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Parties have a right to make a stated time for performance the essence of a contract. Such an agreement, when not waived either by words or conduct, is binding and will be given effect by courts of equity as well as of law. Garcin v. Pennsylvania Furnace Co. 186 Mass. 405, 71 N.E. 793. Preferred Underwriters, Inc. v. New York, New Haven & Hartford Railroad, 243 Mass. 457, 137 N.E. 590. Hazen v. Warwick, 256 Mass. 302, 307, 152 N.E. 342. Steedman v. Drinkle, [1916] 1 A.C. 275. Brickles v. Snell, [1916] 2 A.C. 599. 

No principle of law or equity prevents the waiver by parties of such terms of a contract, however explicit may be its phraseology. Waiver may be manifested by acts as well as by words. It is usually a question of fact whether there has been a waiver of stipulations of a contract although that finding need not be made in categorical terms.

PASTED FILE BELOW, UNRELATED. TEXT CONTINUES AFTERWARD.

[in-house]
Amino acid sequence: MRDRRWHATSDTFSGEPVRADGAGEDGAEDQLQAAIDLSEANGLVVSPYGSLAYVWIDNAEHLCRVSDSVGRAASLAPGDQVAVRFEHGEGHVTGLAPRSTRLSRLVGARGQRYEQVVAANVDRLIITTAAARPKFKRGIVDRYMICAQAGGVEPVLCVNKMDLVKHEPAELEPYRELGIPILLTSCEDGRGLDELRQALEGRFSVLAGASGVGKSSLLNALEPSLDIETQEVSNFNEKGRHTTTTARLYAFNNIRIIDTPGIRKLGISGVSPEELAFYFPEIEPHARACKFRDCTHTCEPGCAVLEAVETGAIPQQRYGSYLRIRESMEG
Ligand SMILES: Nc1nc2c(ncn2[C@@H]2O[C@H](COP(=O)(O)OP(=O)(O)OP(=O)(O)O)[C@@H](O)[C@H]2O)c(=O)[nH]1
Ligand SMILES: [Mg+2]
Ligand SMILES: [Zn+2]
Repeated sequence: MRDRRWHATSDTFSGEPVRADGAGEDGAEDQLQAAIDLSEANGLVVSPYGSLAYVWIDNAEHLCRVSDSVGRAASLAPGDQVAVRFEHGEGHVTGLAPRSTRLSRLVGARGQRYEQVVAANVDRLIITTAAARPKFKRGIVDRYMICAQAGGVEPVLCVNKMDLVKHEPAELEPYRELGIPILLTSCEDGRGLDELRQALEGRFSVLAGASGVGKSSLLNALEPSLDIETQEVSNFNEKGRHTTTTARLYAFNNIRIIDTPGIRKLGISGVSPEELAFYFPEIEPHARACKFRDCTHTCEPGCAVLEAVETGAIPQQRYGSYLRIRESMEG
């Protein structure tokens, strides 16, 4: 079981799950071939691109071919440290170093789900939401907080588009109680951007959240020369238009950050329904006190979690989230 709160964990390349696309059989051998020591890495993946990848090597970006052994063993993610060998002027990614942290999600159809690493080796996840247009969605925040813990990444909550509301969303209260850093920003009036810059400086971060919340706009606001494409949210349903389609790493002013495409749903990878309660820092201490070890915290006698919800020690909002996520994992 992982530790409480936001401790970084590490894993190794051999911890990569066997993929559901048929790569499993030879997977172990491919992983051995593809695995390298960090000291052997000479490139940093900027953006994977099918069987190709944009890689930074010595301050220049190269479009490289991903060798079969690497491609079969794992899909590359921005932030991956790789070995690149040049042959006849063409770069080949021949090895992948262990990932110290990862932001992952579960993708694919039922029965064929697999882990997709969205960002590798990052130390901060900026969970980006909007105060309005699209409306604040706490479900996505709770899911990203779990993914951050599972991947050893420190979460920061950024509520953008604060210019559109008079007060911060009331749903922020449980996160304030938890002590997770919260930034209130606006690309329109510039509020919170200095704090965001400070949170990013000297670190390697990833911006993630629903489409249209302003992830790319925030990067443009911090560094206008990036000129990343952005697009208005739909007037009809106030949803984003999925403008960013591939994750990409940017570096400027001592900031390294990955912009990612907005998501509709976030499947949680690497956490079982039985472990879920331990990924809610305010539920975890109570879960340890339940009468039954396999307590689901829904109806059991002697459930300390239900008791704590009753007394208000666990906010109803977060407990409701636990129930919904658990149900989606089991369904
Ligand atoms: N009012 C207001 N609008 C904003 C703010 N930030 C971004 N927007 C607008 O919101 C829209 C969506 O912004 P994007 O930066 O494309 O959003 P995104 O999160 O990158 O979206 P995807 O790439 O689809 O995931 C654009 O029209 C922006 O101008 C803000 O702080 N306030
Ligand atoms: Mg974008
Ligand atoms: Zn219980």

If a party conducts themselves contrary to the express conditions of a contract, it would be unconscionable to permit them without notice or warning to insist upon strict performance of the contract and for the ...

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